My Boyfriend is a Bear by Pamela Ribon, Cat Ferris, and Saida Temofonte
Rating: 5/5 stars
My Boyfriend is a Bear was exactly what I thought it was going to be, and not exactly what I thought it was going to be. On the surface, it is a story about healing and finding a healthy relationship. It’s also about how not every relationship is perfect and how perfection doesn’t mean its unhealthy. It’s about figuring out who you are and what you want. It’s about mourning, grieving, hope, and renewal.
But also — SPOILER — Nora dates a Bear, who’s name is Bear. He’s just a bear. There’s no secret or extended metaphor here. You don’t find out it’s a perception or imagination. Bear isn’t somehow a magical creature; this isn’t a Disney movie. He’s just a black bear from California.
And yes, there are some weird parts about sex, where she says they don’t sleep in the same bed to avoid temptation, but then they sleep in the same bed and Nora mentions sex in passing later on. But the story doesn’t show anything but kissing and cuddling. There are some touching moments where Bear, Nora, and her cat Nutso are all nestled together.
Ferris’ art is adorable. It helps keep the tone from crossing over the bestiality no one wants to think about it. I particularly enjoyed the relationship between Bear and Nutso, and the parts where you can see how much Bear does care for Nora. Like when he puts up the cat perches so Nutso can escape to his own space and Bear will (accidentally) step on him less.
I did want a little more about the climate change fire that brought Bear to Nora’s backyard. Of course, he clutched her magazines that she buried due to Ben, who’s the worst. I have to say I was a bit surprised when Bear does go back to his bear family for hibernation, and they’re all still there.
This book made me laugh, and it made me cry. I was surprised to feel so much in a book about a woman who dates a bear. Warning: Nutso does die, and I sobbed and then hugged my cats. In fact, I teared up when I looked back at the pages for this review.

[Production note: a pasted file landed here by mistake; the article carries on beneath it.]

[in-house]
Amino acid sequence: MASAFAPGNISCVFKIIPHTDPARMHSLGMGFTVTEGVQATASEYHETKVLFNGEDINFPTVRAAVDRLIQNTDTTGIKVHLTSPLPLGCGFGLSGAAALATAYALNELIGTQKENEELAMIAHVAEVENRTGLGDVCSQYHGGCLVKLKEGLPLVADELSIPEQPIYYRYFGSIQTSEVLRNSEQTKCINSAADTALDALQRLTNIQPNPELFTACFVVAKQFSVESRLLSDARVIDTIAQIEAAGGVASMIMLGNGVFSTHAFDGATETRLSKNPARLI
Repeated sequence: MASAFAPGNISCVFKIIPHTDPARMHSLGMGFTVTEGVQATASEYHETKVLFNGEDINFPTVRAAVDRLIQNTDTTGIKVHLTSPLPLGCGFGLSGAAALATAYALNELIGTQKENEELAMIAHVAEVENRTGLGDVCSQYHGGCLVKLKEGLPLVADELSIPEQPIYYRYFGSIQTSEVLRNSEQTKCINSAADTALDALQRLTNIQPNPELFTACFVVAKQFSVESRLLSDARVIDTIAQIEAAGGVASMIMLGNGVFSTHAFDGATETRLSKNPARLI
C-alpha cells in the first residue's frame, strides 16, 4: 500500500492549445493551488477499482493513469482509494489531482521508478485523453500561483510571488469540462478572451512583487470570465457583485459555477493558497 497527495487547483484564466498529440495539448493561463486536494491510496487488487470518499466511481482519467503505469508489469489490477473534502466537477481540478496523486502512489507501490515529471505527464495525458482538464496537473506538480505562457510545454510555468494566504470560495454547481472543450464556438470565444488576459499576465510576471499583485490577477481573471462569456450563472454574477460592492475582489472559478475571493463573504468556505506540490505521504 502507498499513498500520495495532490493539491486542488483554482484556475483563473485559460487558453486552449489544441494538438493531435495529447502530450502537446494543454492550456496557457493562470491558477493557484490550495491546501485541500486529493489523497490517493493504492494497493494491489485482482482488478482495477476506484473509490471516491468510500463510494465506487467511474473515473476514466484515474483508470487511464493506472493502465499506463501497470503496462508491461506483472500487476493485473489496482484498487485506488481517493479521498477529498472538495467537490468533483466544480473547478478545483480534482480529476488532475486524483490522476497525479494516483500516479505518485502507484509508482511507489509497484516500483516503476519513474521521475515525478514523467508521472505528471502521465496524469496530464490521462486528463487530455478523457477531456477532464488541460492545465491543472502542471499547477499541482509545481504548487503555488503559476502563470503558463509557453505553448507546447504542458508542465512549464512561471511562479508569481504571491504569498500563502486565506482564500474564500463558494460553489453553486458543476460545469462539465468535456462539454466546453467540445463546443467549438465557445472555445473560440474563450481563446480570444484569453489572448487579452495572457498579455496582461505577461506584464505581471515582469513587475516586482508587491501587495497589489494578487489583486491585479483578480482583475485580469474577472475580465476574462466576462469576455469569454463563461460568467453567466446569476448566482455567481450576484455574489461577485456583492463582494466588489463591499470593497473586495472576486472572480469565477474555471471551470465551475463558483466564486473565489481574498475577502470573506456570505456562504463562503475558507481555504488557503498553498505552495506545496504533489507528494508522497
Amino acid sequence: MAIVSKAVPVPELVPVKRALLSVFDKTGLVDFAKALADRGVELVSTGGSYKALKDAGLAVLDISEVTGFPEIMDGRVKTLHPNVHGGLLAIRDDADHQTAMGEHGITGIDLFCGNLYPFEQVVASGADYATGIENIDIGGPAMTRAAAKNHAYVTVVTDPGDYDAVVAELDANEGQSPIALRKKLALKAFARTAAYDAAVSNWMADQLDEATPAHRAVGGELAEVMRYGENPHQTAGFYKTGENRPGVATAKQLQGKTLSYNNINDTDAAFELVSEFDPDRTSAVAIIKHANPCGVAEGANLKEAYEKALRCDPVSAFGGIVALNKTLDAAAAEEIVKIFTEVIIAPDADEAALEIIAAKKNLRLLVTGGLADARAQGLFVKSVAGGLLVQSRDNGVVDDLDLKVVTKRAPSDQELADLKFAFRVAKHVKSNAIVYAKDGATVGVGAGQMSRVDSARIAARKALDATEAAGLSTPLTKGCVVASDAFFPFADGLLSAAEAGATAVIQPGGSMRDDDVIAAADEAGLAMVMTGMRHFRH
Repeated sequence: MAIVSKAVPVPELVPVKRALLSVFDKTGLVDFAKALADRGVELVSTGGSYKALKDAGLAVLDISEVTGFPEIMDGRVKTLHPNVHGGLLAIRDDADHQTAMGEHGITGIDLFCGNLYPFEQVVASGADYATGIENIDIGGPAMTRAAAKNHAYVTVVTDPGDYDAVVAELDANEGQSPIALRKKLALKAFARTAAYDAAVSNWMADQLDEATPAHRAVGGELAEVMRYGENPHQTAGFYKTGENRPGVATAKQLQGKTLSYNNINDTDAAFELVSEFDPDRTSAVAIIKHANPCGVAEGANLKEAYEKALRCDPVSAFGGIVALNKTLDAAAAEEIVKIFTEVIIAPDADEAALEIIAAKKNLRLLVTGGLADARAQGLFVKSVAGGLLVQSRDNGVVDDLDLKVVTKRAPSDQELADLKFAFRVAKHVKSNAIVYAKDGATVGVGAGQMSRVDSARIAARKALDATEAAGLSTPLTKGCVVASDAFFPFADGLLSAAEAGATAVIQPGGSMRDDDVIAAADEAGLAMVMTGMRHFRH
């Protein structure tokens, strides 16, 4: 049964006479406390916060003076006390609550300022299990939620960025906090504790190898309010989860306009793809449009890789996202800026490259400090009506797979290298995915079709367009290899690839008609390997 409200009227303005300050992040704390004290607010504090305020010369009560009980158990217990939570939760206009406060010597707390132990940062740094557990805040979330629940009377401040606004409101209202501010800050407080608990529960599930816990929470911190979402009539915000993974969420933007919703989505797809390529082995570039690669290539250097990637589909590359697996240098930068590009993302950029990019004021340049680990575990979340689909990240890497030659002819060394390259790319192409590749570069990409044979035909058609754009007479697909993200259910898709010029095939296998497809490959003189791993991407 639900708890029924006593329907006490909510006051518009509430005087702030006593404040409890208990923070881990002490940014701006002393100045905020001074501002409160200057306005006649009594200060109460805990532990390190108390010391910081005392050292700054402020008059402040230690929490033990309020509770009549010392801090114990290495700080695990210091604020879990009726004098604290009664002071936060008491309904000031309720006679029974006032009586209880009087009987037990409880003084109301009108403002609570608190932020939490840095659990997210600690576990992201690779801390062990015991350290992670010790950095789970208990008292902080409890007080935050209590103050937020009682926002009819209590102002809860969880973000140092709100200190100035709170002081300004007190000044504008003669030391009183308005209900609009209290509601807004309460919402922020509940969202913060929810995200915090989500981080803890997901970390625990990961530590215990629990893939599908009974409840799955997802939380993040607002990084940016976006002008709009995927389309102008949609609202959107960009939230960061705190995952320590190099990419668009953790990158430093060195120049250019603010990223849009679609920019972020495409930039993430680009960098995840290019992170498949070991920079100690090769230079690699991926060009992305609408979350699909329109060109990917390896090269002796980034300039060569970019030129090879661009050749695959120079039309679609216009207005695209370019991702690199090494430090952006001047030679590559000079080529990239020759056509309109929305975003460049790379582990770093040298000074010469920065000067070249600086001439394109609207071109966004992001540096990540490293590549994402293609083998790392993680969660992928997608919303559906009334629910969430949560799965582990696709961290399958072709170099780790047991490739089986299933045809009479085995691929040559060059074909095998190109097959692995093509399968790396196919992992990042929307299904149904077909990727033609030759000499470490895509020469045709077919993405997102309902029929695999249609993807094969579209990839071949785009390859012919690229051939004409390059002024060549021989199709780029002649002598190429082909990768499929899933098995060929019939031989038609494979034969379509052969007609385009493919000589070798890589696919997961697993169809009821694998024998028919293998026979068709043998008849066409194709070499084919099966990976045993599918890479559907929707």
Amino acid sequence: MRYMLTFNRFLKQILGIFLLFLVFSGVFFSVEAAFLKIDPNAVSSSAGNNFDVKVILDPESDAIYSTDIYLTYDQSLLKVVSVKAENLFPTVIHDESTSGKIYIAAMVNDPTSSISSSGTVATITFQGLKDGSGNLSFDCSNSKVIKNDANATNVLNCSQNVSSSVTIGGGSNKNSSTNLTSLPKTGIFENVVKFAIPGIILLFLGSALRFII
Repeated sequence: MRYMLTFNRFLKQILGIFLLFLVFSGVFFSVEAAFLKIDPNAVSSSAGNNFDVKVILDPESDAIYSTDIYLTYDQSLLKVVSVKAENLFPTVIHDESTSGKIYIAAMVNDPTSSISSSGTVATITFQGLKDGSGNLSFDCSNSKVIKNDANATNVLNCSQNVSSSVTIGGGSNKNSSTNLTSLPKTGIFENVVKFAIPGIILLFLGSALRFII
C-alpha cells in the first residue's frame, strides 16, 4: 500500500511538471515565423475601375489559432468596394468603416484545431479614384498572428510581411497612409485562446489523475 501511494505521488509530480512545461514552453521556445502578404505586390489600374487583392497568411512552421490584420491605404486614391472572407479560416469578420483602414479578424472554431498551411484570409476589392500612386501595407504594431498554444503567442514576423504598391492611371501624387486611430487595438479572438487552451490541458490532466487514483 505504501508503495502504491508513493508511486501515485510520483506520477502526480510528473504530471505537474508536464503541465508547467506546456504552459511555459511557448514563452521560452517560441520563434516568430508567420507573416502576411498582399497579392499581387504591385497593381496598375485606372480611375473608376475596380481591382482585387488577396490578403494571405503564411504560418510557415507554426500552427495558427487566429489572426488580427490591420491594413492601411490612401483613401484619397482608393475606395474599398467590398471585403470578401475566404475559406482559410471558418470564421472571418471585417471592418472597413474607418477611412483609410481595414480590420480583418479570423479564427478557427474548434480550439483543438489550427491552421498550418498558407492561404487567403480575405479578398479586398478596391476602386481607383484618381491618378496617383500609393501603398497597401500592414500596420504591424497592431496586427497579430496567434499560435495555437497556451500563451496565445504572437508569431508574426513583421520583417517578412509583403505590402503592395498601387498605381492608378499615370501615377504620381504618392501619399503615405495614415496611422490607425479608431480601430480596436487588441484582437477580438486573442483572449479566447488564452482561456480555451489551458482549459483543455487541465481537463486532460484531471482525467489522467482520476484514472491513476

It felt real for Nora’s two friends to have opposite reactions to meeting Bear, and a needed balance for Debra to be like, “but he’s a bear!” It was useful for reader identification that Carly went along, and Debra questioned.
The sports watching scenes with Carly and Bear were perfect, in that it showed the kinds of imperfections in real relationships. It isn’t wrong that your boyfriend drinks a little too much once in a while; it’s only wrong if he drinks all the time.
It was surreal and funny when Bear gets a job, and Nora discovers the reason Bear cannot read is because he needs glasses.
When Bear gets grouchy due to hibernation needs, their separation felt like a long-distance relationship when you don’t know when you are going to see each other again. (Though I don’t know how Bear will keep his employment, and I hope Nora hadn’t gotten too used to a two-income household.) Ben playing on her insecurities was awful, but his douchey behavior lined up with sadly too typical attitudes of young men. I’m glad she told him off.
Even if I thought Nora gave into her jealously, it was sweet to see her check on Bear during his hibernation, and to see her realization that perhaps Bear would stay with his kind.
But then — when Bear comes back and brings a kitten with him, yeah, my heart was happy.